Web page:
There’s an old saying that the best ideas often come from necessity and once again the phrase holds true, this time in one of the restaurant world’s hottest trends – food trucks. Yep, you read correctly. I just used the phrase “one of the restaurant world’s hottest trends – food trucks.” Banish those images of construction site food providers and creepy old ice cream vans. Think foodie friendly foods: Korean BBQ, gourmet grilled cheese and cupcakes. CUPCAKES! Clearly we’re not talking your grandma’s food trucks anymore.
So how did food trucks get to this point? Well, the new twist on the concept began popping up in 2008 as a result of the economic downturn. Reduced restaurant visits forced many to re-evaluate the business and consider alternative options. Food trucks proved to be an attractive alternative given the operating costs and demand from value-seeking customers. And as with many industry trends, the current food truck movement began in the large urban centers of NYC and Los Angeles. They have since caught on in popularity in cities such as Portland, OR, Austin, TX and Milwaukee, WI.
Now the rest of the country is taking note. At this year’s National Restaurant Association’s Show, multiple sessions were held on the topic and a handful trucks were on display. Nation’s Restaurant News covered the show and spoke with Ray Villaman of MobiMunch, the nation’s first mobile food service infrastructure company. Villaman said that new trucks can run for as much as $100,000 while older trucks can be converted for much less. They can also be leased for $3,000 – 4,000 a month. He quoted truck wrapping in the range of $24,000 – 75,000 but we’ve also heard of DIYers getting it done for less.
In addition to foodie friendly foods and a definite demand, social media has played an important role in helping the food truck industry grow. So much so, I believe it is what has propelled it into a hot trend. Trucks keep customers informed of time-sensitive, location-specific messages such as their daily (and even hourly) whereabouts, menu options and updates, delays and much more. Most trucks use at least one aspect of social media – be it Facebook, Twitter or Foursquare. Some even choose to use texting as mentioned in this video by Mashable which documents how specific trucks are using various tactics to promote their products.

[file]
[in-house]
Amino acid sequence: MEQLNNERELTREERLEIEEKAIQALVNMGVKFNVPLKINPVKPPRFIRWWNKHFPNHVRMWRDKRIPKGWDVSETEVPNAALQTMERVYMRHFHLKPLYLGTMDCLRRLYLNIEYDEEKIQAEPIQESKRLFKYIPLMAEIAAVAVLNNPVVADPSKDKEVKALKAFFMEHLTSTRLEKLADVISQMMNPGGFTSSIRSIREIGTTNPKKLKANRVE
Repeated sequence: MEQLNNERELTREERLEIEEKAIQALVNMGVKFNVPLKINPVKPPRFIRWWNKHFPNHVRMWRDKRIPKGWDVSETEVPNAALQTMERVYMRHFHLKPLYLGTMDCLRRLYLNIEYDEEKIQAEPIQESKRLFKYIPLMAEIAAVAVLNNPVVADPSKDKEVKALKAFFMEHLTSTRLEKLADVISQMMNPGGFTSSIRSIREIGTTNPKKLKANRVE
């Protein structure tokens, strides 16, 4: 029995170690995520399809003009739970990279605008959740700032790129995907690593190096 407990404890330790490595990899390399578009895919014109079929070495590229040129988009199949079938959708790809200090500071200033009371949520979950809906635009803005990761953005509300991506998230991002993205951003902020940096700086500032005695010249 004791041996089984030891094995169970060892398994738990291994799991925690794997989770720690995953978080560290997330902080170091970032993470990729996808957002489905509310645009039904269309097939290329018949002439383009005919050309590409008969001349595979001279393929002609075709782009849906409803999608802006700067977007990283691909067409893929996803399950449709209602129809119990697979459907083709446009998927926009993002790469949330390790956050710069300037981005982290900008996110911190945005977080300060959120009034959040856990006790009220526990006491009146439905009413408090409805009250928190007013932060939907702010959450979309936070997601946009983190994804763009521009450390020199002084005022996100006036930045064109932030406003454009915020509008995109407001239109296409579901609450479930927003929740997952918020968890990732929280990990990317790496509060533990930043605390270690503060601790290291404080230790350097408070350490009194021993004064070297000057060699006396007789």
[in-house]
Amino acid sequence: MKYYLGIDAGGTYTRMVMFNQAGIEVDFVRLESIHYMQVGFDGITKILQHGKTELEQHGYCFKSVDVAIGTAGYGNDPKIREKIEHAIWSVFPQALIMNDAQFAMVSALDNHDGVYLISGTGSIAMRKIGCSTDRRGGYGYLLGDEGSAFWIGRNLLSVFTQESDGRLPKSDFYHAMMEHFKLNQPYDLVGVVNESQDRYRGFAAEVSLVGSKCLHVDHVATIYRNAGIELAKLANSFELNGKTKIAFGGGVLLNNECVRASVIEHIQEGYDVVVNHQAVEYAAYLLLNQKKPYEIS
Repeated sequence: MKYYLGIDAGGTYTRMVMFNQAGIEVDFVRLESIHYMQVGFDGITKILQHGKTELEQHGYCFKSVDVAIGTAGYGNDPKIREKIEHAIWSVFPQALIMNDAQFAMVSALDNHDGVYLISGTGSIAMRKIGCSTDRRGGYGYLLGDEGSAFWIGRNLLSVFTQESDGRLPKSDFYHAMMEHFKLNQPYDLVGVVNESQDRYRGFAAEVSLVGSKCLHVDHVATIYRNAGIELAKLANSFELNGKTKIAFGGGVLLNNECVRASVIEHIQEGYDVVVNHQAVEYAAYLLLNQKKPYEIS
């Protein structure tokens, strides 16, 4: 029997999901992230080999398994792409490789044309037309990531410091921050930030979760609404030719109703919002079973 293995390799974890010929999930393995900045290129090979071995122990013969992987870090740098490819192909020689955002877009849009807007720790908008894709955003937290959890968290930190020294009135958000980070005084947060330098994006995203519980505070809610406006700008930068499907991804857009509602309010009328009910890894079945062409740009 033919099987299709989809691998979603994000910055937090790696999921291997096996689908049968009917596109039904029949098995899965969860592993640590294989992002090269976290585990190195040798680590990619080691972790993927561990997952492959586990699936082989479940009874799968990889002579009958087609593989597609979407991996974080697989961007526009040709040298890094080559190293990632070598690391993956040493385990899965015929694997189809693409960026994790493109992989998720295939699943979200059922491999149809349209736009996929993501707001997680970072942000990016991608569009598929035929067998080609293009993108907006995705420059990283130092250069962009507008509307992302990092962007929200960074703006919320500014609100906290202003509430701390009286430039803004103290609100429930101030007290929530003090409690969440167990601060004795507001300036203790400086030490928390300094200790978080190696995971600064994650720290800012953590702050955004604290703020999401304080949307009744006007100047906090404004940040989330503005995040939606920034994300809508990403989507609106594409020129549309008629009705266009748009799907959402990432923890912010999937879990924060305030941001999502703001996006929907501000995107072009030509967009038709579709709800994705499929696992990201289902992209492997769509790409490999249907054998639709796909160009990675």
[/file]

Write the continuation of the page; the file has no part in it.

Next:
The melding of social media and food trucks has other interesting results. The limited availability of trucks combined with frequent social updates often stimulates an immediate response from consumers. Food trucks and social media can also change perception. They are both seen as highly personable and authentic, so consumers often feel the company is very connected to its community.
When consumers purchase from a food truck, they often feel compelled to share their experience to Facebook, Twitter, Foursquare, Tumblr, Foodspotting, Instagram – the list goes on and on. They share where they found the truck, details about the menu, photos of their food and names of the food truck operators.
Another important factor to keep in mind is that the trucks are not limited to purely mobile food concepts. In fact, many restaurants with brick-and-mortar locations and packaged food brands are jumping into the field thanks to its unique advantages. They can serve as mobile billboards for the brand, bring the brand/restaurant experience (and of course food/products) to new customers, appeal to much sought after social-network-savvy influencers and serve as test outlets.
Locally here in Louisville, we’re lucky to be on the verge of a truck boom, with at least seven trucks currently operating or in the works. And there definitely appears to be a demand to fit that many trucks and many more. Unfortunately, judging from comments made on a local food truck’s Facebook Page, Louisville Metro Government needs to work out the details of food truck operations. Hopefully a solid resolution will be made soon so this food friendly town (and our offices here at Bakery Square) can enjoy the tasty and techie benefits of other forward truckin’ cities!
Now Trucking Around Louisville:
Lil Cheezers: Gourmet Grilled Cheese
Morels Food Truck: All Vegan
Holy Smokes Pitmaster Q: BBQ
soupBycycle: soups made with locally grown ingredients
San Diego Sandwich Works: wraps, quesadillas, soups, sandwiches
Almost Ready To Roll:
Holy Mole: Mexican
Taco Punk: Gourmet Tacos & more (from Gabe Sowder, former chef de cuisine of 610 Magnolia)
Inc Magazine How to Open a (Successful) Food Truck
With few exceptions, companies today depend on their website as their initial, and often only, point of contact with their customers. Even businesses like restaurants that rely